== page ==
Effingham is too far north to bear the brunt of the devastation that would be caused by "The Big One" — a major earthquake along the New Madrid Fault.
"There's not much danger to us at all," said Russ Thomas, Effingham County Emergency Management Agency director. "We might have some cracked chimneys and foundations, but that's about it."
While cracked chimneys and foundations can be expensive to repair, it's nothing like the damage that would be prevalent closer to the fault — which runs from northeast Arkansas through the Boot Heel of southeast Missouri into deep southern Illinois. Parts of western Kentucky and Tennessee are also included in the earthquake zone.
Because the last major seismic event on the New Madrid Fault occurred slightly more than 200 years ago, experts are forecasting that areas close to the fault could be hit sometime in the next 50 years. The quake of 1811-12 had an estimated magnitude between 7.5 and 8.0 and was so strong that it dammed streams in west Tennessee to create Reelfoot Lake, and caused the formation of temporary waterfalls on the Mississippi River at Kentucky Bend.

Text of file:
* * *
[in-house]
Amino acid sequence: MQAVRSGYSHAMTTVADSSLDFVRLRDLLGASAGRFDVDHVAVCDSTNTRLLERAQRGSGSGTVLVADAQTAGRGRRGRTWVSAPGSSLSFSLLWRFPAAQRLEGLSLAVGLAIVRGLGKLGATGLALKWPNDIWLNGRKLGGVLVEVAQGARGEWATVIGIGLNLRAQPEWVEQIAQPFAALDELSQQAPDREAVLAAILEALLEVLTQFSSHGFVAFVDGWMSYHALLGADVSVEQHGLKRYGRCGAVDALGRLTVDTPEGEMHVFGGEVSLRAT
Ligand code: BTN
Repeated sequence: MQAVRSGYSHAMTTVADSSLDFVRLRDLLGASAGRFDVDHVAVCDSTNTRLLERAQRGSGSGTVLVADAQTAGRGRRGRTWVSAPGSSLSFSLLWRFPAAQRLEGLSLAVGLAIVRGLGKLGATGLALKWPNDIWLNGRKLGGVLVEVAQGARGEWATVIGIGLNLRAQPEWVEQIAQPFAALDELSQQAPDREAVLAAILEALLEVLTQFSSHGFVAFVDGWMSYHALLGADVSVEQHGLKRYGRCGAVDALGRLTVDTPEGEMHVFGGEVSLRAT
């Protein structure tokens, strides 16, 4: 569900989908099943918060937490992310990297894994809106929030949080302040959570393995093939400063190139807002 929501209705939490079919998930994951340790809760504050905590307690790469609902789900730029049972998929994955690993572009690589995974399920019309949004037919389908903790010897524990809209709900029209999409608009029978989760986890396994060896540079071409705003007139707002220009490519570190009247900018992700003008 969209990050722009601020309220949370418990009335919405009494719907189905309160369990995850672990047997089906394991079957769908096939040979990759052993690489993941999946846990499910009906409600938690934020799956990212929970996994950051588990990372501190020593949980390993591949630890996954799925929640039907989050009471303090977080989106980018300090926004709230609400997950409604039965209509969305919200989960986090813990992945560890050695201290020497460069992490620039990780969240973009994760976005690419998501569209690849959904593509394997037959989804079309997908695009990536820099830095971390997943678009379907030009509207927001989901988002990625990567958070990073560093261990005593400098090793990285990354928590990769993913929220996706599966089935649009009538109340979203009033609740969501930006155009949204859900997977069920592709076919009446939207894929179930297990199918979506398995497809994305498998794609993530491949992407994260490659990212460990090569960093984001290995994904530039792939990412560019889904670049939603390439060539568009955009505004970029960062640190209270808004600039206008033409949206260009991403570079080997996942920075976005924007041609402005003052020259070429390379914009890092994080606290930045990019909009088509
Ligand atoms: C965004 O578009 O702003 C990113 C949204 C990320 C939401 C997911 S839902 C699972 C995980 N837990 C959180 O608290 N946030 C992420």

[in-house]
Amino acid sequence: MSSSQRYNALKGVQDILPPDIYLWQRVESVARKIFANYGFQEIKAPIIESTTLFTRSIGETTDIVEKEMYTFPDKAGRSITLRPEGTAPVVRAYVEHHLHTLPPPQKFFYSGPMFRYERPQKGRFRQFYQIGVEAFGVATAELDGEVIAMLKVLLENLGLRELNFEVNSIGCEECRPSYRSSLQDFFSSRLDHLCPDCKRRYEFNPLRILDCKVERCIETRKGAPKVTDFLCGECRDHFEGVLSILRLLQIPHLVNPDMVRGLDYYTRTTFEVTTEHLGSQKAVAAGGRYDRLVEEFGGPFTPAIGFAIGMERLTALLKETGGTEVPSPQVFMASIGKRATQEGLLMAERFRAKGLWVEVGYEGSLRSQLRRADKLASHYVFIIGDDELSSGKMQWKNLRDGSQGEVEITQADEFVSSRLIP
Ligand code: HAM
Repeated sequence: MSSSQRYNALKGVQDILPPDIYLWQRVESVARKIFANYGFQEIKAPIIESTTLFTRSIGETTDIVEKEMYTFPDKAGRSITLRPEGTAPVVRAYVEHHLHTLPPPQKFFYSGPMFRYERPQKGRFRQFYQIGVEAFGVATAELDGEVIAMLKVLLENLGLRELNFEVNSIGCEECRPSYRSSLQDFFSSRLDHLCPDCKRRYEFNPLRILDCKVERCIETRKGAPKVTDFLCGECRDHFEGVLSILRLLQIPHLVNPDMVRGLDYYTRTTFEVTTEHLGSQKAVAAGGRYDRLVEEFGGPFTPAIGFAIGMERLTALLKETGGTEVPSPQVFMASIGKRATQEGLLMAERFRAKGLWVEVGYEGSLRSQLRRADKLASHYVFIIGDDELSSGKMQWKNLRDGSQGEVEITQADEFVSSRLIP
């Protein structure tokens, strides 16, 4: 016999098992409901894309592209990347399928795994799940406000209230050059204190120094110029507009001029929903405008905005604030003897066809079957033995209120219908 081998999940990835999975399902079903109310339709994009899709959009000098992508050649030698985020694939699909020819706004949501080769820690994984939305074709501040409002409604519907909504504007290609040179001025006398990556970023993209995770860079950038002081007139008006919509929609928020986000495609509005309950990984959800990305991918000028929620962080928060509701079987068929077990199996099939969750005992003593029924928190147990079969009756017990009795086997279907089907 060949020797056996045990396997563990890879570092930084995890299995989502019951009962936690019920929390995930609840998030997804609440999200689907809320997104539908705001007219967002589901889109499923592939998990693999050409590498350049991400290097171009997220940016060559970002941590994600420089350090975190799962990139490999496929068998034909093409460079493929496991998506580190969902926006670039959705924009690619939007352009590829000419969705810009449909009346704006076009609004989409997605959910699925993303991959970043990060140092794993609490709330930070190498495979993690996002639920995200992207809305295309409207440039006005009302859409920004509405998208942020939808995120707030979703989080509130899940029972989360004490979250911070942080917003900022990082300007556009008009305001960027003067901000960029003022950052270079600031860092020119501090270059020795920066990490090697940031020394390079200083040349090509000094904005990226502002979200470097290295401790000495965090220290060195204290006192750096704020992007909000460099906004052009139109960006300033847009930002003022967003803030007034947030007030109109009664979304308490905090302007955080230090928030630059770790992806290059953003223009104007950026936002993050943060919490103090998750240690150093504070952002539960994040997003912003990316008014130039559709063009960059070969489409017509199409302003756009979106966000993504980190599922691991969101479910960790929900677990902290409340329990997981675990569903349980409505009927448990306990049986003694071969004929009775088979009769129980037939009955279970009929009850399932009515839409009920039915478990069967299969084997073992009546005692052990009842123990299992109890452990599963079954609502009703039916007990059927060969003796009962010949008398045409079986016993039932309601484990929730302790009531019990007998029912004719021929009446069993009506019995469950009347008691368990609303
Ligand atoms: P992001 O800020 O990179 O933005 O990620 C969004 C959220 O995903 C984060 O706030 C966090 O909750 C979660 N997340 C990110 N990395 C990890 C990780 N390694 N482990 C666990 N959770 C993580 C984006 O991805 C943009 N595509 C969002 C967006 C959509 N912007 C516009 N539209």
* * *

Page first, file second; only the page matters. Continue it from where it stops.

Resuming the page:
But that's not going to happen in the Effingham area, Thomas said.
"We're not even required to address earthquakes in our emergency plan," he said.
If The Big One does hit, however, Effingham will serve as a reception area for those escaping the devastation that would result from a major earthquake along the fault line.
"We would be one of the reception areas, because we're at the intersection of two interstates," Thomas said. "We would be involved in finding motel rooms and shelter for people getting away from the damage."
Conversely, Thomas said, Effingham would also be a staging area for equipment headed south to help deal with the earthquake aftermath.
"We're talking about anything from dump trucks, to bulldozers, backhoes and utility trucks," he said.